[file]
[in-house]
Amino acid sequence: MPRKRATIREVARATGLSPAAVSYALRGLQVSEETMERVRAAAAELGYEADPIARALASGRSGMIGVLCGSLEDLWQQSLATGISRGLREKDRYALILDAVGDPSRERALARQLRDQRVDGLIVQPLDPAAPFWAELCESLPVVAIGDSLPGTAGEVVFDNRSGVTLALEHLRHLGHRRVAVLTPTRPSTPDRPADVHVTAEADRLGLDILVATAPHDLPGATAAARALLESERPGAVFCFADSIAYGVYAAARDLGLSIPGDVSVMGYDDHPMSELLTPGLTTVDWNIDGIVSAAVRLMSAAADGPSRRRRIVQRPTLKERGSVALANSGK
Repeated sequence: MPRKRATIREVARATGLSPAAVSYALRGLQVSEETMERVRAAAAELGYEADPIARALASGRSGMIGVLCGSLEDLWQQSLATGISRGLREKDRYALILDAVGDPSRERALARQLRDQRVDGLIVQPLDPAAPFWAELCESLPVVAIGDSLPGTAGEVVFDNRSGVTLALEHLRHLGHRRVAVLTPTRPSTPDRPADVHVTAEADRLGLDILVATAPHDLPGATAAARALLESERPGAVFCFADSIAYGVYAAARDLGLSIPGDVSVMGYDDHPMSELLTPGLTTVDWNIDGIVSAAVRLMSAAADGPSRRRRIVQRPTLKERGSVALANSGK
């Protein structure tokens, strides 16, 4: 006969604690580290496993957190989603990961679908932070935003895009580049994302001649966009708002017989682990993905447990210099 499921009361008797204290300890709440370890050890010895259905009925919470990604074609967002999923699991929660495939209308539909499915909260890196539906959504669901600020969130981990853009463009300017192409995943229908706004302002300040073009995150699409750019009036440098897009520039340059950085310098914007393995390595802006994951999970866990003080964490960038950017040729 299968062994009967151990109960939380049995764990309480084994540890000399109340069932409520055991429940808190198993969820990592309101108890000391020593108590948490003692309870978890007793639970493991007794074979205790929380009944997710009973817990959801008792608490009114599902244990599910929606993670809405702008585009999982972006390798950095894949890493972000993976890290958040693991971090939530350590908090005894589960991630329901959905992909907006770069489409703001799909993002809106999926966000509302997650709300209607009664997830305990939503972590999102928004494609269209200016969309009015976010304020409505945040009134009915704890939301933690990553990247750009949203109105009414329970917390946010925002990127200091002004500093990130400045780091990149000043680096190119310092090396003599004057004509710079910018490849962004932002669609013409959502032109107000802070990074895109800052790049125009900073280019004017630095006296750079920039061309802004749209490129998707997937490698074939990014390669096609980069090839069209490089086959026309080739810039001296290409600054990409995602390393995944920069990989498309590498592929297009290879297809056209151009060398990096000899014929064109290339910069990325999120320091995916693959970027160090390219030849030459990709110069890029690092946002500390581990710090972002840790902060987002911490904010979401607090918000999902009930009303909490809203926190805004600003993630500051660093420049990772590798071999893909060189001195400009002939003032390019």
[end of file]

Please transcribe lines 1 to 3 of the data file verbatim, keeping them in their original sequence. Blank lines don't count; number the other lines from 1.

[in-house]
Amino acid sequence: MPRKRATIREVARATGLSPAAVSYALRGLQVSEETMERVRAAAAELGYEADPIARALASGRSGMIGVLCGSLEDLWQQSLATGISRGLREKDRYALILDAVGDPSRERALARQLRDQRVDGLIVQPLDPAAPFWAELCESLPVVAIGDSLPGTAGEVVFDNRSGVTLALEHLRHLGHRRVAVLTPTRPSTPDRPADVHVTAEADRLGLDILVATAPHDLPGATAAARALLESERPGAVFCFADSIAYGVYAAARDLGLSIPGDVSVMGYDDHPMSELLTPGLTTVDWNIDGIVSAAVRLMSAAADGPSRRRRIVQRPTLKERGSVALANSGK
Repeated sequence: MPRKRATIREVARATGLSPAAVSYALRGLQVSEETMERVRAAAAELGYEADPIARALASGRSGMIGVLCGSLEDLWQQSLATGISRGLREKDRYALILDAVGDPSRERALARQLRDQRVDGLIVQPLDPAAPFWAELCESLPVVAIGDSLPGTAGEVVFDNRSGVTLALEHLRHLGHRRVAVLTPTRPSTPDRPADVHVTAEADRLGLDILVATAPHDLPGATAAARALLESERPGAVFCFADSIAYGVYAAARDLGLSIPGDVSVMGYDDHPMSELLTPGLTTVDWNIDGIVSAAVRLMSAAADGPSRRRRIVQRPTLKERGSVALANSGK